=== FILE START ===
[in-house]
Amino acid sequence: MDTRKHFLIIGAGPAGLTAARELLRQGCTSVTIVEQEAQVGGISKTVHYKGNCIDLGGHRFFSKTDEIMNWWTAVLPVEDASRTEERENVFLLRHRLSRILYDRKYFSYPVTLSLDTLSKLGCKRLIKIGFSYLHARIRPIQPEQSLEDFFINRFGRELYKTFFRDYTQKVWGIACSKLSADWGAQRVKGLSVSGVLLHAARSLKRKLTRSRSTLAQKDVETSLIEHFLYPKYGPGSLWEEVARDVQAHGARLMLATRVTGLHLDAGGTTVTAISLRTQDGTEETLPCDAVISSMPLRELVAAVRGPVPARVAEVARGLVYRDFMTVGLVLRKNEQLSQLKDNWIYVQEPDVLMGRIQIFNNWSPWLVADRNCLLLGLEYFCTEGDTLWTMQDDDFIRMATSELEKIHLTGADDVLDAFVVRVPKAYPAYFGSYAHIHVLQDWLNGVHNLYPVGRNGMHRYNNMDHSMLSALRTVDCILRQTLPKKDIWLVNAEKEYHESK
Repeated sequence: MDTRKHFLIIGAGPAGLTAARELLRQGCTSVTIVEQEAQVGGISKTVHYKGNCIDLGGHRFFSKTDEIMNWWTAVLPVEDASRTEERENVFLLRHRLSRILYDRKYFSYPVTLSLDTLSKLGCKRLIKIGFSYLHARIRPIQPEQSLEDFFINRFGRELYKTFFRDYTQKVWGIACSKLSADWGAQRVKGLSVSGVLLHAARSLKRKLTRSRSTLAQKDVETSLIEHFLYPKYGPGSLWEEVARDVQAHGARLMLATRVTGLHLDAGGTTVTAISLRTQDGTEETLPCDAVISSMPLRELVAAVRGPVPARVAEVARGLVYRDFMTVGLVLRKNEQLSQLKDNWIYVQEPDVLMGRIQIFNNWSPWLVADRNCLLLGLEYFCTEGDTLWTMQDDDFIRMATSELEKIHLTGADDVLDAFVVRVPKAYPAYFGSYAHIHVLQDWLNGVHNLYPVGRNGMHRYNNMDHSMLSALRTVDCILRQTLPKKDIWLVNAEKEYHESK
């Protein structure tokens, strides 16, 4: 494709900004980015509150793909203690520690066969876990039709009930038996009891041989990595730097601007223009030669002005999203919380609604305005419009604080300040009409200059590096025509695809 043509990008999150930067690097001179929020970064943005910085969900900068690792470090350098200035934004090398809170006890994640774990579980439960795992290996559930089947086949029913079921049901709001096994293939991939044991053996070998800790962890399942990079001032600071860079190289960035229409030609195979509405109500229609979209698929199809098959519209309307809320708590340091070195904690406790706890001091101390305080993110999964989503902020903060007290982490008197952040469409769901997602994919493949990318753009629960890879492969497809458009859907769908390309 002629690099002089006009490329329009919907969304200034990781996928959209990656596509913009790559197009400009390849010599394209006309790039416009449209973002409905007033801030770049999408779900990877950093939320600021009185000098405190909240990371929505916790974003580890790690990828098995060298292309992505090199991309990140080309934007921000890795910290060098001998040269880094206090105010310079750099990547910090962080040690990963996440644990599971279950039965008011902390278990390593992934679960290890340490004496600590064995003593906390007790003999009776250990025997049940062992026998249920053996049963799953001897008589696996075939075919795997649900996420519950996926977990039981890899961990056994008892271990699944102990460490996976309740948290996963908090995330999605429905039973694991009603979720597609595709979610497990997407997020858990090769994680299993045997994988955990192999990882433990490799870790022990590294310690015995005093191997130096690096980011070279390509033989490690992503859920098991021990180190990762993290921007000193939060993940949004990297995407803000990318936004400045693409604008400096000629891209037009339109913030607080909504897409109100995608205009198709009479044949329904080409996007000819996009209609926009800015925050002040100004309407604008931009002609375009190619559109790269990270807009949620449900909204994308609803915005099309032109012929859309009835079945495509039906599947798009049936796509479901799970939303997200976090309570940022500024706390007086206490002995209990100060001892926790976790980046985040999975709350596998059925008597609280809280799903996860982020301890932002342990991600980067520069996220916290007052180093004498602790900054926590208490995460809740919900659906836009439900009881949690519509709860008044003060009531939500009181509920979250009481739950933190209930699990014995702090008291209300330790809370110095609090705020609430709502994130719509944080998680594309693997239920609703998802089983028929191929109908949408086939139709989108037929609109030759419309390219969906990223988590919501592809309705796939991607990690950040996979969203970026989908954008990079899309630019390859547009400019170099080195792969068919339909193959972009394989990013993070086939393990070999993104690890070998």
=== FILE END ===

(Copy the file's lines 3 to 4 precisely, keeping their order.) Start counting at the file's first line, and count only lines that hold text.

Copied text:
Repeated sequence: MDTRKHFLIIGAGPAGLTAARELLRQGCTSVTIVEQEAQVGGISKTVHYKGNCIDLGGHRFFSKTDEIMNWWTAVLPVEDASRTEERENVFLLRHRLSRILYDRKYFSYPVTLSLDTLSKLGCKRLIKIGFSYLHARIRPIQPEQSLEDFFINRFGRELYKTFFRDYTQKVWGIACSKLSADWGAQRVKGLSVSGVLLHAARSLKRKLTRSRSTLAQKDVETSLIEHFLYPKYGPGSLWEEVARDVQAHGARLMLATRVTGLHLDAGGTTVTAISLRTQDGTEETLPCDAVISSMPLRELVAAVRGPVPARVAEVARGLVYRDFMTVGLVLRKNEQLSQLKDNWIYVQEPDVLMGRIQIFNNWSPWLVADRNCLLLGLEYFCTEGDTLWTMQDDDFIRMATSELEKIHLTGADDVLDAFVVRVPKAYPAYFGSYAHIHVLQDWLNGVHNLYPVGRNGMHRYNNMDHSMLSALRTVDCILRQTLPKKDIWLVNAEKEYHESK
């Protein structure tokens, strides 16, 4: 494709900004980015509150793909203690520690066969876990039709009930038996009891041989990595730097601007223009030669002005999203919380609604305005419009604080300040009409200059590096025509695809 043509990008999150930067690097001179929020970064943005910085969900900068690792470090350098200035934004090398809170006890994640774990579980439960795992290996559930089947086949029913079921049901709001096994293939991939044991053996070998800790962890399942990079001032600071860079190289960035229409030609195979509405109500229609979209698929199809098959519209309307809320708590340091070195904690406790706890001091101390305080993110999964989503902020903060007290982490008197952040469409769901997602994919493949990318753009629960890879492969497809458009859907769908390309 002629690099002089006009490329329009919907969304200034990781996928959209990656596509913009790559197009400009390849010599394209006309790039416009449209973002409905007033801030770049999408779900990877950093939320600021009185000098405190909240990371929505916790974003580890790690990828098995060298292309992505090199991309990140080309934007921000890795910290060098001998040269880094206090105010310079750099990547910090962080040690990963996440644990599971279950039965008011902390278990390593992934679960290890340490004496600590064995003593906390007790003999009776250990025997049940062992026998249920053996049963799953001897008589696996075939075919795997649900996420519950996926977990039981890899961990056994008892271990699944102990460490996976309740948290996963908090995330999605429905039973694991009603979720597609595709979610497990997407997020858990090769994680299993045997994988955990192999990882433990490799870790022990590294310690015995005093191997130096690096980011070279390509033989490690992503859920098991021990180190990762993290921007000193939060993940949004990297995407803000990318936004400045693409604008400096000629891209037009339109913030607080909504897409109100995608205009198709009479044949329904080409996007000819996009209609926009800015925050002040100004309407604008931009002609375009190619559109790269990270807009949620449900909204994308609803915005099309032109012929859309009835079945495509039906599947798009049936796509479901799970939303997200976090309570940022500024706390007086206490002995209990100060001892926790976790980046985040999975709350596998059925008597609280809280799903996860982020301890932002342990991600980067520069996220916290007052180093004498602790900054926590208490995460809740919900659906836009439900009881949690519509709860008044003060009531939500009181509920979250009481739950933190209930699990014995702090008291209300330790809370110095609090705020609430709502994130719509944080998680594309693997239920609703998802089983028929191929109908949408086939139709989108037929609109030759419309390219969906990223988590919501592809309705796939991607990690950040996979969203970026989908954008990079899309630019390859547009400019170099080195792969068919339909193959972009394989990013993070086939393990070999993104690890070998």